Reduction-oxidation (Redox) potential refers to the relative potential of an electrochemical reaction under equilibrium conditions. It is affinity of a medium for electrons and its electro-negativity compared with hydrogen. A low potential indicates that the oxygen content of the soil is capable of sustaining Sulphate-reducing Bacteria (SRB) (Booth, 1971). Redox potential (Eh) of the soil samples can be measured according to BS 1377-3:1990 (BSI, 1990b). This test is carried out immediately after sampling to avoid the changes of its characteristics. The platinum electrodes are embedded directly in soil sample saturated with distilled water and the value of the potential is recorded after the reading is stable. Chloride (Cl) content of the soil samples can also be determined according to BS 1377-3:1990 (BSI, 1990b). The contribution of chloride (Cl) content to soil corrosivity is very significant in corrosion process. They not only promote corrosion because they are conductive by nature, but also inhibit passivity of the metal surface which protects the metal from corrosion (Uhlig and Revie, 1985).

Weight loss measurement: Based on the standard, the common weight loss measurements are performed with mild steel coupons from the same materials that used in the study area. A minimum of 40 cm3 of soil volume are used for each 1 cm2 of exposed metal surface area. The test specimen is then buried in the soil in the corrosion-resistant container for a month or until the steady state conditions have been reached. The measurements of the specimens are taken during exposure and after removal according to ASTM G162-99 (American Standard of Material and Testing, 2000a). Table 1 shows an overview of parameter and their testing based on the available testing standard.

Field work set-up: The main goal of field work test of metal loss is to validate the model developed empirically in the laboratory. Since environmental parameters cannot be manipulated on site, the measurement of weight loss of buried coupon can give an indication of corrosion dynamic rate influenced by intrinsic value of environmental parameters on site. This relationship can be used to validate the level of error of corrosion model developed through series of laboratory testing.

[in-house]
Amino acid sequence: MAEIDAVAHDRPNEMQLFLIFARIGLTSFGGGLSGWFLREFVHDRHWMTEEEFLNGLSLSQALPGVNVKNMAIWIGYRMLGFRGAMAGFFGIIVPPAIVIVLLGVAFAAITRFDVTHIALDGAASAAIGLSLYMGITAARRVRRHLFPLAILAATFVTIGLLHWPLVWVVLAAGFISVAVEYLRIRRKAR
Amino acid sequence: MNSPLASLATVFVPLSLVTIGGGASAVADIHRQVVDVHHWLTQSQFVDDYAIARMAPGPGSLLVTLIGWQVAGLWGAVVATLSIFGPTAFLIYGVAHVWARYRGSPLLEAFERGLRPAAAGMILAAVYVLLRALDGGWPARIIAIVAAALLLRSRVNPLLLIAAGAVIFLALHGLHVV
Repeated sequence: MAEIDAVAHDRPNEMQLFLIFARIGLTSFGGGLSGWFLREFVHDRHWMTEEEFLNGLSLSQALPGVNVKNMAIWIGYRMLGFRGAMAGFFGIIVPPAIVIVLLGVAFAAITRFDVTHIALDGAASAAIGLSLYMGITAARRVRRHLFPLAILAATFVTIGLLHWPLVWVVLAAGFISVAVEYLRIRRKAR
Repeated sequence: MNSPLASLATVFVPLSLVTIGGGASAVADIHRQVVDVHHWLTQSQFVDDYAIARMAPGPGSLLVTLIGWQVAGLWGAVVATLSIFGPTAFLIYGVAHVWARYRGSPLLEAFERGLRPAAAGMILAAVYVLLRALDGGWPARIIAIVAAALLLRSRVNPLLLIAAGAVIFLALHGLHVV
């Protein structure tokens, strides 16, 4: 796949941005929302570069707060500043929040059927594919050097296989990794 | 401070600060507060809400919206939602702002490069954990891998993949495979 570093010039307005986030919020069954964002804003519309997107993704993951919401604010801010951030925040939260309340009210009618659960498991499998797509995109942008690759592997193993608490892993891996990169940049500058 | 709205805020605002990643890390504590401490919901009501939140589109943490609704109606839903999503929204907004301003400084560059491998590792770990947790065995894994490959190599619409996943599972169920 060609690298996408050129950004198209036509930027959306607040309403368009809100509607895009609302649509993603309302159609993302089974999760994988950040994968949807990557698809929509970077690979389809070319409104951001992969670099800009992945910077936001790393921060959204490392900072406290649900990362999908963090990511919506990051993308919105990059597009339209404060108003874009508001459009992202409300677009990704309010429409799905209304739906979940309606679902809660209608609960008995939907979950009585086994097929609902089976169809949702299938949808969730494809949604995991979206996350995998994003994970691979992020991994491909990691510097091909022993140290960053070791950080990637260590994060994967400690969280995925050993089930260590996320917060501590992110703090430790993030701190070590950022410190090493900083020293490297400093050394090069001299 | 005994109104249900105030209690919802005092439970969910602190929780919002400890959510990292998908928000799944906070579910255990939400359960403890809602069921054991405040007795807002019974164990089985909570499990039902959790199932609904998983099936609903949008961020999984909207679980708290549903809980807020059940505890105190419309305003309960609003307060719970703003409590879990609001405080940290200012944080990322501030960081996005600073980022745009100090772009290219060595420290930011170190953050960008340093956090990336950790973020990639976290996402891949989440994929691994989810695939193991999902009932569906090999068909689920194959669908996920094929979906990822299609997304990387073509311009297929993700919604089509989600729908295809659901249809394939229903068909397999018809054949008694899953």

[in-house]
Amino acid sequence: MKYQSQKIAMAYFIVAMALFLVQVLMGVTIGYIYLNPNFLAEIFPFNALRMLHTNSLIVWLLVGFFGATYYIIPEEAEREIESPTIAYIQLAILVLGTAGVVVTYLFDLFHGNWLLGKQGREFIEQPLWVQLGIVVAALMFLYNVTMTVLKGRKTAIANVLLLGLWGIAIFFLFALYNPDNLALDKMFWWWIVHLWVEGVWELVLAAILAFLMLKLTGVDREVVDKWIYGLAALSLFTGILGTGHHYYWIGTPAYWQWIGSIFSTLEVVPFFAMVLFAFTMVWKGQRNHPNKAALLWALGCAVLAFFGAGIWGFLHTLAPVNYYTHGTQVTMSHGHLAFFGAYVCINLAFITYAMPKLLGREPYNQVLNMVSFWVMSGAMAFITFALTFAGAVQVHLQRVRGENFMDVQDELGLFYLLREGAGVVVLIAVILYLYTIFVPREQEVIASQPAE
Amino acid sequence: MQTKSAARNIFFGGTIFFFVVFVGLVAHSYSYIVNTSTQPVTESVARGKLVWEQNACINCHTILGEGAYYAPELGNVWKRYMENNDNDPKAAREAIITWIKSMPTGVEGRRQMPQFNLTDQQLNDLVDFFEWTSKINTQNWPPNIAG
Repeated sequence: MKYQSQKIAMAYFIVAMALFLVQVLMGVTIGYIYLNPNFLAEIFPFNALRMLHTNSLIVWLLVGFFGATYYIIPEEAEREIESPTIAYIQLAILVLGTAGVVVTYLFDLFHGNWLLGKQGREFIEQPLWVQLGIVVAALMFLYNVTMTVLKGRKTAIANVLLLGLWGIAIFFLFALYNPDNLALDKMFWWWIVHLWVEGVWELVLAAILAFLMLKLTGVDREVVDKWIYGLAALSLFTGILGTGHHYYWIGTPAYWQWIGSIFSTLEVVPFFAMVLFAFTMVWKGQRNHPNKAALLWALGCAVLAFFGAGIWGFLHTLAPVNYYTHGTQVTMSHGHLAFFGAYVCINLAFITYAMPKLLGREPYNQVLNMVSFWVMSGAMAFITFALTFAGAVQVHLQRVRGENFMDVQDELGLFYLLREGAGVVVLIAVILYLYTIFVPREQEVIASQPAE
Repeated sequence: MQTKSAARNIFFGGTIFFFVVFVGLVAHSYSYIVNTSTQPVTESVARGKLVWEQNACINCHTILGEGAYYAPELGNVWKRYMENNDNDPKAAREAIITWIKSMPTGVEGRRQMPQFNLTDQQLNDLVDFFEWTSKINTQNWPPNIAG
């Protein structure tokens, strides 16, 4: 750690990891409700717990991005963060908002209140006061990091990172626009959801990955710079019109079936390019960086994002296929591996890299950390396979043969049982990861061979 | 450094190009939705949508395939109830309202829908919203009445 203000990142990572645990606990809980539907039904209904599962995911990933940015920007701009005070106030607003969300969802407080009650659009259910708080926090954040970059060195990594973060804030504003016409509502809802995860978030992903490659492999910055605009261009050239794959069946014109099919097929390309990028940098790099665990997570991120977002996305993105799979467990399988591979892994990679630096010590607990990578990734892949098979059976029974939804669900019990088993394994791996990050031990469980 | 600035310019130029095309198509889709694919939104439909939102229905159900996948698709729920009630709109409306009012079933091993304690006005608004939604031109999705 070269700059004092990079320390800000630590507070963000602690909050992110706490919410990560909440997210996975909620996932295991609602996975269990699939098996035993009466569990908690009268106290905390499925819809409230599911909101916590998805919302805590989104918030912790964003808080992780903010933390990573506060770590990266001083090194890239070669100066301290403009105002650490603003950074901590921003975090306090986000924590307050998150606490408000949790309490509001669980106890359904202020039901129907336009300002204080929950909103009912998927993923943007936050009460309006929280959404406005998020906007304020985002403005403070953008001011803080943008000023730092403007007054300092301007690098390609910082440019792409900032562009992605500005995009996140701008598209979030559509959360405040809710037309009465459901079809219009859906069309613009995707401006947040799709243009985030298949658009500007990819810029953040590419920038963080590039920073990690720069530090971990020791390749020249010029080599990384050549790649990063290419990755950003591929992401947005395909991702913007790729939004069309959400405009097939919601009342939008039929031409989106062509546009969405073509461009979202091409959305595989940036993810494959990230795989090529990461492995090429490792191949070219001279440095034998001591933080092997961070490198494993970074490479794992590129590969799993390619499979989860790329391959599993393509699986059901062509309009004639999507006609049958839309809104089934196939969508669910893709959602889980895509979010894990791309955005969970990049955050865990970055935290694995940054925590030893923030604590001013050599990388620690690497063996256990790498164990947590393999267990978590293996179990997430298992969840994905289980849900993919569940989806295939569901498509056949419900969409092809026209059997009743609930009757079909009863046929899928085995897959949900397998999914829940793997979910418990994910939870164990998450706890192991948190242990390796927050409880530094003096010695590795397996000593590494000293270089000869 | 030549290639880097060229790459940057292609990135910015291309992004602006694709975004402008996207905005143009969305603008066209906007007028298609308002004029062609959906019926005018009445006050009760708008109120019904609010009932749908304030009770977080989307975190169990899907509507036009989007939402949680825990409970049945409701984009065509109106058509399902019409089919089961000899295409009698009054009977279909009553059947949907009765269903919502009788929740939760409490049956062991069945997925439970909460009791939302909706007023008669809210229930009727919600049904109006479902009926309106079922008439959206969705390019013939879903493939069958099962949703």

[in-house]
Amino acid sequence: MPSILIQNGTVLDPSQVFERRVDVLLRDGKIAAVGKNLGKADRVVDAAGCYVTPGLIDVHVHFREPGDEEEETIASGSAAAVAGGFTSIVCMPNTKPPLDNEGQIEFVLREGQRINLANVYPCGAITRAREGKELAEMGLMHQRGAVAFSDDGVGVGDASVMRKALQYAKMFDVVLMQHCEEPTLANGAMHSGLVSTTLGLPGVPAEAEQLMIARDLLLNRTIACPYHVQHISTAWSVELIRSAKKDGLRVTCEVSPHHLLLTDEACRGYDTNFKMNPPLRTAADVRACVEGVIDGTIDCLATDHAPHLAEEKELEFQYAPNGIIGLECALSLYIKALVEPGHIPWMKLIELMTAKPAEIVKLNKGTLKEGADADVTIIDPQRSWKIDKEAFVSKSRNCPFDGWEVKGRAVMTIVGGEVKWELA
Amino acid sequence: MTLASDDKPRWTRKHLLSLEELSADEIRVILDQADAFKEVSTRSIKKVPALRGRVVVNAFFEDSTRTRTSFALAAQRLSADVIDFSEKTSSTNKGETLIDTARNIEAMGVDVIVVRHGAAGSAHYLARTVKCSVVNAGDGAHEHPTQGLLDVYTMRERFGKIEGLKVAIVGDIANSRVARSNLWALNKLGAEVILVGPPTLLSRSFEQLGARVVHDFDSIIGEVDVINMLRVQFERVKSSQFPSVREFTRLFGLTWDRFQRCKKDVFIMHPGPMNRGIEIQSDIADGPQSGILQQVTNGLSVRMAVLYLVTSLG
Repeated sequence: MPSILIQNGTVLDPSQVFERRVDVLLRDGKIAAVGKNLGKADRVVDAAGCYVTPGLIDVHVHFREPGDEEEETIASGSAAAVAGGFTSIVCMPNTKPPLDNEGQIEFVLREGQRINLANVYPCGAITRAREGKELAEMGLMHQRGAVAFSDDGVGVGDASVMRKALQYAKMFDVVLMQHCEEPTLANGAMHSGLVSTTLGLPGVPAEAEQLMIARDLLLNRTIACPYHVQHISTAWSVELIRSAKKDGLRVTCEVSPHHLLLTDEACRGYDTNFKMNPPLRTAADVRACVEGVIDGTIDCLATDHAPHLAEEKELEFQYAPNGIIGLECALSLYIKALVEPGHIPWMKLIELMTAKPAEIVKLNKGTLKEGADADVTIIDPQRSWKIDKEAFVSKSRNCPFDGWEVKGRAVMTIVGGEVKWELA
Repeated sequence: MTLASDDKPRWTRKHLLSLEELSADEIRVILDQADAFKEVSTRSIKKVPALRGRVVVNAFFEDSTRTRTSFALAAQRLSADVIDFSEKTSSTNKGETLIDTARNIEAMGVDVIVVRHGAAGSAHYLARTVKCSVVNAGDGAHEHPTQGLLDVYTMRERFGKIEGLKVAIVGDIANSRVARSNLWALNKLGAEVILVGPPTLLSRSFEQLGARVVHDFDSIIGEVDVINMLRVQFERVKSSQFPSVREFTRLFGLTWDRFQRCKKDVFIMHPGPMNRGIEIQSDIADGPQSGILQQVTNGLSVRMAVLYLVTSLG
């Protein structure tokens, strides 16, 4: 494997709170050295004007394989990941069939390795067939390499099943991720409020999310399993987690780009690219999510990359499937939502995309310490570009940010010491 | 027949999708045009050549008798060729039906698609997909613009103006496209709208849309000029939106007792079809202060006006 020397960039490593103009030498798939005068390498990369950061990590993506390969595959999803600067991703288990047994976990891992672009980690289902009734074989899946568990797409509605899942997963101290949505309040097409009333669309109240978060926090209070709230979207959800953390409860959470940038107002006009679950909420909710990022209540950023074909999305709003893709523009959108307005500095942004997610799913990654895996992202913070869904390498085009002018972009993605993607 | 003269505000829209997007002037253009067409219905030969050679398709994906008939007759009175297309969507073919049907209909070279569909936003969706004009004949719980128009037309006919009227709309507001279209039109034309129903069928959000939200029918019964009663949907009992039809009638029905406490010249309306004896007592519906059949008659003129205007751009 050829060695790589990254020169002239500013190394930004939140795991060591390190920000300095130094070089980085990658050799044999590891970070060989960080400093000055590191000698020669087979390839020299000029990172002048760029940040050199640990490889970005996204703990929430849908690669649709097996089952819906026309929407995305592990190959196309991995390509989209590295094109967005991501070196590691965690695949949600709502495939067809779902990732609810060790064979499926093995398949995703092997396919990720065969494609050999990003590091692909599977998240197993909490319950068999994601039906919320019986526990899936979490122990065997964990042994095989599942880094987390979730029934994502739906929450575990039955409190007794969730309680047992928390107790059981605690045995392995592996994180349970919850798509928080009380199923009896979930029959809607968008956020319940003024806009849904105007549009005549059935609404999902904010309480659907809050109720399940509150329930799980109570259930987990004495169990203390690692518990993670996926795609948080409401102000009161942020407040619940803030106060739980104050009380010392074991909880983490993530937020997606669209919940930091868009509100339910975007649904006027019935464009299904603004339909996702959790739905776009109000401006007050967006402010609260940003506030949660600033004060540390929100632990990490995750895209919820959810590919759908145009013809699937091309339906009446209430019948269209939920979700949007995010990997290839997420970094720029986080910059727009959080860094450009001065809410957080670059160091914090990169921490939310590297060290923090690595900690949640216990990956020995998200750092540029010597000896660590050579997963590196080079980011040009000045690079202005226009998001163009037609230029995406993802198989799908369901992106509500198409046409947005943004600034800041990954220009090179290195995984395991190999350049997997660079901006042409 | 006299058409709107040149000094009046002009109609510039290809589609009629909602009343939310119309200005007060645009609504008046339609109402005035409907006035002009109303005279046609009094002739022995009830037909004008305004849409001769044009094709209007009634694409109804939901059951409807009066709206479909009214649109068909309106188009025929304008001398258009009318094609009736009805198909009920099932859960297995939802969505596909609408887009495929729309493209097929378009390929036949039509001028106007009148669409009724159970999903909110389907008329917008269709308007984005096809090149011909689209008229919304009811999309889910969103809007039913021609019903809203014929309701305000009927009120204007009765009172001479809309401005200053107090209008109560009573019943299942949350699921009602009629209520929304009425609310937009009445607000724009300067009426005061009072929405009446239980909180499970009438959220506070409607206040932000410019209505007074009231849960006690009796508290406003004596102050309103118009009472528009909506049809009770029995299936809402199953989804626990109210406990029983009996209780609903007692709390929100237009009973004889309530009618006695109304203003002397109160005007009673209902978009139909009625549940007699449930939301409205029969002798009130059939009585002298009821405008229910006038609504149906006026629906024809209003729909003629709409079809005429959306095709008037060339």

The field work set-up requires hole of about one metre deep to accommodate two specimens of steel coupon placed at 1 and 0.5 m below the ground surface as displayed in Fig. 5. The example of layout of holes on site is represented by Fig. 6 show the digging process took place on site. The arrangement of coupons in hole is specifically designed to determine the influence of soil depth upon metal loss rate as well as to increase the number of specimens per hole.

Table 1: Test for corrosion parameters and soil characteristic based on the available standard/code

Fig. 5: Location of buried coupons

Fig. 6: Locations of coupons

Table 2: Various types of NDT inspection techniques

Since the experiment is conducted under worst-case scenario, therefore it is of importance to keep a minimum ground distance of 5 m between the pipeline route and the hole. This is to deter unnecessary protection upon buried coupon by stray current sourced from Cathodic Protection system (CP) on the operated line.

The samples afterwards will be retrieved off the site once every three month for the whole period of two years. The retrieved samples must not be restored since the sample has to be taken back to laboratory for cleaning and metal loss weighing, hence disturbs the original condition of the sample. Therefore, the coupon samples must be prepared under strict quality control to assure the uniformity of the samples in terms of dimension and weight. By doing so, time dependent-metal loss data which is not recorded from the same sample every time weighing process is done can be used to develop a relationship of corrosion dynamic against time with minimum error.